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4 hours ago, The Stationmaster said:

It is relatively easy to work out even without the ship's name  which only really adds confirmation and firms up planned dates.   The average shipping schedule time from the Chinese ports nearest to where models are made to a destination UK port (which varies from line to line and route to route) is between 30 and 40 days.   So shipped by Saturday 11 January suggests the ship should reach its UK destination by 16 February or possibly as late as 25 February  then allowing a few days either side of those dates because we don't know that actual date and port of departure.   it is of course equally possible that the ship sailed before KR announced that the goods were aboard and enroute to the UK.

 

Add a couple of weeks (the usual interval) to the date the ship arrives in order to estimate the arrival date at the distribution point and then allow time for distribution etc process.   You can thus roughly calculate when the models might be arriving with end customers if all goes according to the way these things usually happen and provided there are no undue delays for any reason.

 

In other words don't get excited before March.....

 

Les

 

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Sod the name of the ship. I want to know the name of the on board cook so that I can confirm that the crew won't starve to death en route, thereby delaying the arrival of my GT3 bought with my hard earned money.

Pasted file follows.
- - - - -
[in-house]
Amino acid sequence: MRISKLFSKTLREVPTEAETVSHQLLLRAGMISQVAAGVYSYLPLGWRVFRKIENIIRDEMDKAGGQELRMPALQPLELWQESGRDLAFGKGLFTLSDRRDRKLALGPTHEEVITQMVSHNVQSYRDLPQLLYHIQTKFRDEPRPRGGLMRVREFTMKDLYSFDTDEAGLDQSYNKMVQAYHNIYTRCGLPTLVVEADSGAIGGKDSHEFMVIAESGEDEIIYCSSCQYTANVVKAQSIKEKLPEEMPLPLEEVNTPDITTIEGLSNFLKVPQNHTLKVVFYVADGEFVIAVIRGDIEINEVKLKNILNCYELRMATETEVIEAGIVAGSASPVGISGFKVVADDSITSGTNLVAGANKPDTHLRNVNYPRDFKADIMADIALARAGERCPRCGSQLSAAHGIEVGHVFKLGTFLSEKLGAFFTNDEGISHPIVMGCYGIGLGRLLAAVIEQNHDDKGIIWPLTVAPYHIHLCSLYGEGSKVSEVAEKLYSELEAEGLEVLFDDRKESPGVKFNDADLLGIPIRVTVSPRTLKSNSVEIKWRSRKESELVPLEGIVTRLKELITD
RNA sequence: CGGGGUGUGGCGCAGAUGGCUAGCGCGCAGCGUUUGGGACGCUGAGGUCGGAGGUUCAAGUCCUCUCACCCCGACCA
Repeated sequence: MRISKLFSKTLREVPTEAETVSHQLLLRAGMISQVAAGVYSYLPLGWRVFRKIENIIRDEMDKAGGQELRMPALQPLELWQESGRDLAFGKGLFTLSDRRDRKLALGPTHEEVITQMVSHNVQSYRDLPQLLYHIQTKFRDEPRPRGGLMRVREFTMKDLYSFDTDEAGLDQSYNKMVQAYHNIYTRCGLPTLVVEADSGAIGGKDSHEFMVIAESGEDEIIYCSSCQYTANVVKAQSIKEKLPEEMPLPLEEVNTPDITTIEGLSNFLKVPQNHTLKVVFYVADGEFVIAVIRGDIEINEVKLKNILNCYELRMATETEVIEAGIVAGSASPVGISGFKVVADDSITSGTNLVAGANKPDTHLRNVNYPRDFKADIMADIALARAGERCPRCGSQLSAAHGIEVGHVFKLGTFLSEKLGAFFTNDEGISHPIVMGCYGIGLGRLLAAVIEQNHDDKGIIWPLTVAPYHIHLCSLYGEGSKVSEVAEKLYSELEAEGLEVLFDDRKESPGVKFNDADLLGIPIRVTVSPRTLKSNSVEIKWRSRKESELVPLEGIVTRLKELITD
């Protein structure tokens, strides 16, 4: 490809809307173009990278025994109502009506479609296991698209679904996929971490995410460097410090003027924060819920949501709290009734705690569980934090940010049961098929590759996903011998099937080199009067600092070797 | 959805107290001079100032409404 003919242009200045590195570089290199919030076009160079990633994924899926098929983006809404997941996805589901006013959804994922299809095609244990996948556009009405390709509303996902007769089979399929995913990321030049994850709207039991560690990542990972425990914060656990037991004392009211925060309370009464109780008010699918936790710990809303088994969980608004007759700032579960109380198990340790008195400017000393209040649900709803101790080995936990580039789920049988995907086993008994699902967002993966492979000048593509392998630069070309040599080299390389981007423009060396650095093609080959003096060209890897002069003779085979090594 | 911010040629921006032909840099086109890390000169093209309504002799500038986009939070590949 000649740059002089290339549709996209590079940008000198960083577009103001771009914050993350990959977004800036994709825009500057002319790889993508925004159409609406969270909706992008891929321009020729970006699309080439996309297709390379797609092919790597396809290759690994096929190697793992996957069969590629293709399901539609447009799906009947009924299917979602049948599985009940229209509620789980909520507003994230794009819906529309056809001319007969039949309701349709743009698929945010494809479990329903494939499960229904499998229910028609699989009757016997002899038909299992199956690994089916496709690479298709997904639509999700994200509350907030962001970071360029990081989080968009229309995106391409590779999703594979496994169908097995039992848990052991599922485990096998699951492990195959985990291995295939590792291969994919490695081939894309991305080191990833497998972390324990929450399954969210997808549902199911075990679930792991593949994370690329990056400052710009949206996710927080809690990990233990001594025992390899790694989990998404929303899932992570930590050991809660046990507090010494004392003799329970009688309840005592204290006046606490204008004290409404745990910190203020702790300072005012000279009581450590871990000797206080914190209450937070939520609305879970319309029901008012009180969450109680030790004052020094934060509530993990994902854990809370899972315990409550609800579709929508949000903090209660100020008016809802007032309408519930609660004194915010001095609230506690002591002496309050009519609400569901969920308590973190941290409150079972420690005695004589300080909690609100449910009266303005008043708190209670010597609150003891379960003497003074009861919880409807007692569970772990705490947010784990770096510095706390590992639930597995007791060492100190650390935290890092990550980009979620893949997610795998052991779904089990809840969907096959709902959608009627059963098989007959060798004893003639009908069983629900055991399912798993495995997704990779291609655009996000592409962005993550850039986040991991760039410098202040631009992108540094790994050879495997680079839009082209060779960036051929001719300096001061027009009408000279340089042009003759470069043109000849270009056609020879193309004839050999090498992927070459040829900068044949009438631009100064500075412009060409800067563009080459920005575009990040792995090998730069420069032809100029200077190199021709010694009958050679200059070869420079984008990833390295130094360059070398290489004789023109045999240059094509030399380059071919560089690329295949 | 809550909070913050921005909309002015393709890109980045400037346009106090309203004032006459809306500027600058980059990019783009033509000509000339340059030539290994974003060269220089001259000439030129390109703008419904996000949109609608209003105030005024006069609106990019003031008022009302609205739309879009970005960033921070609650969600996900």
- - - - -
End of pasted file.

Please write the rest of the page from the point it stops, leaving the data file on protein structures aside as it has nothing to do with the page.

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11 minutes ago, 96701 said:

Sod the name of the ship. I want to know the name of the on board cook so that I can confirm that the crew won't starve to death en route, thereby delaying the arrival of my GT3 bought with my hard earned money.

This was posted in another thread and I realise it's off topic. But spare a thought for those on the Merchant ships who are struggling with being at sea for in excess of 12 months and with little prospect of seeing home for some time, so we can enjoy our hobby (among other things)

https://www.theguardian.com/environment/gallery/2021/jan/11/all-at-sea-half-a-million-seafarers-stranded-by-the-pandemic-in-pictures

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I have never imagined the mercantile marine as being a soft life, but some of this is pretty tough stuff. And around the affluent world there are cruise ships moored offshore awaiting an uncertain future, with crews on board. Covid has all sorts of victims, and so many ways of making people suffer without actually catching it.